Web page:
• Bloom’s Taxonomy• Knowledge• Comprehension• Application• Analysis• Synthesis• Evaluation
    • Bloom’s – Lower Levels• Knowledge – Recalling previously learned information such as facts, terminology, rules, etc. – Answers may be memorized or closely paraphrased from assigned material. – Define, list, name, recall
    • Bloom’s – Lower Levels• Comprehension – Ability to comprehend the meaning of material. – Answers must be in the student’s own words while still using terminology appropriate to the course material. – Explain, summarize, distinguish between, restate
    • Bloom’s – Lower Levels• Demonstrate rote or surface learning• Declarative or Procedural Knowledge• Answers found in the assigned materials• 80% of HS teachers test at these levels
    • Bloom’s – Higher Levels• Application – Requires recognizing, identifying, or applying a concept or principle in a new situation or solving a new problem. – May require identifying or generating examples not found in assigned materials. – Demonstrate, arrange, relate, adapt
    • Bloom’s – Higher Levels• Analysis – Ability to break material down into its component parts and to understand its underlying structure – May require students to compare and contrast or explain how an example illustrates a given concept or principle. – Require students to identify logical errors or to differentiate among facts, opinions, assumptions, hypotheses and conclusions – Expected to draw relationships between ideas – Differentiate, estimate, infer, diagram
    • Bloom’s – Higher Levels• Synthesis – Opposite of Analysis – Ability to combine parts to form a new whole; to synthesize a variety of elements into an original and significant whole. – Produce something unique or original – Solve some unfamiliar problem in a unique way – Combine, create, formulate, construct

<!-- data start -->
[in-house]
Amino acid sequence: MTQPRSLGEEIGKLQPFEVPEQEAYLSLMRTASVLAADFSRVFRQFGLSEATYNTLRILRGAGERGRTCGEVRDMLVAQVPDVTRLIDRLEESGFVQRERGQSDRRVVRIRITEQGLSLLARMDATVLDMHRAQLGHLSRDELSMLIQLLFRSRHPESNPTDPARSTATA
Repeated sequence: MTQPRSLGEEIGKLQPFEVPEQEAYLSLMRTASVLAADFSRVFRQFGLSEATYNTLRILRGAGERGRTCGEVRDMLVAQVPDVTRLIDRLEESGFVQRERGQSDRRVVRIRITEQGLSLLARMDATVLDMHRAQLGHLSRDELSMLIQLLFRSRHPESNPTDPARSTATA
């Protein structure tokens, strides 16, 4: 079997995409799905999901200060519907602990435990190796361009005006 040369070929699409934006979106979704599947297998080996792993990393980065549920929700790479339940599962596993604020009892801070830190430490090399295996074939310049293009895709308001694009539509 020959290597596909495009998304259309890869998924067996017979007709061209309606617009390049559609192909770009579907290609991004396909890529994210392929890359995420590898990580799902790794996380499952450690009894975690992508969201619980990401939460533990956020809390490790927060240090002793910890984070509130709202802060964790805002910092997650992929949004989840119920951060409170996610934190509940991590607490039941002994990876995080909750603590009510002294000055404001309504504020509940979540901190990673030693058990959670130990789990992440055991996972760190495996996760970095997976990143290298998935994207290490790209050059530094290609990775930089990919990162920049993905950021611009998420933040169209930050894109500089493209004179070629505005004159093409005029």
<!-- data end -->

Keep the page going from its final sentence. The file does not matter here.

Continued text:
• Bloom’s – Higher Levels• Evaluation – Ability to evaluate a total situation, to judge the value of material for a certain purpose, combining elements of all the other categories and also value judgments based on defined, fixed criteria. – The most important part of the answer is the justification and rationale for the conclusion – Judge, critique, justify, discriminate
    • Bloom’s – Higher Levels• Meaningful or deep learning• Go beyond textual material in that they must be inferred or extrapolated from the material in the assigned material.• Students’ creativity, originality and critical thinking is required at higher levels• More authentic than lower levels – Thinking at this level is more likely to represent types of performances required in the real world
    • Activity• Break into groups. You will each be assigned a level of Bloom’s taxonomy.• Develop an activity to teach the rest of us the topic on the next slide using techniques common to your assigned level in Blooms.• You have 5-7 minutes to prepare your lesson/activity, and then you will present it to the rest of us.
    • The Pledge of Allegiance
    • Theory Into Practice5 Questions for Instructional Design1. What do you want the student to be able to do? (Outcome)2. What does the student need to know in order to do this well? (Curriculum)3. What activity will facilitate the learning? (Pedagogy)4. How will the student demonstrate the learning? (Assessment)5. How will I know the student has done this well? (Criteria) ACRL’s IIL Immersion Summer 2005
    • 1. What do you want thestudent to be able to do?This question asks you to develop the outcome.For Example:Student identifies, consults and evaluates reference books appropriate to the topic in order to locate background information and statistics. ACRL’s IIL Immersion Summer 2005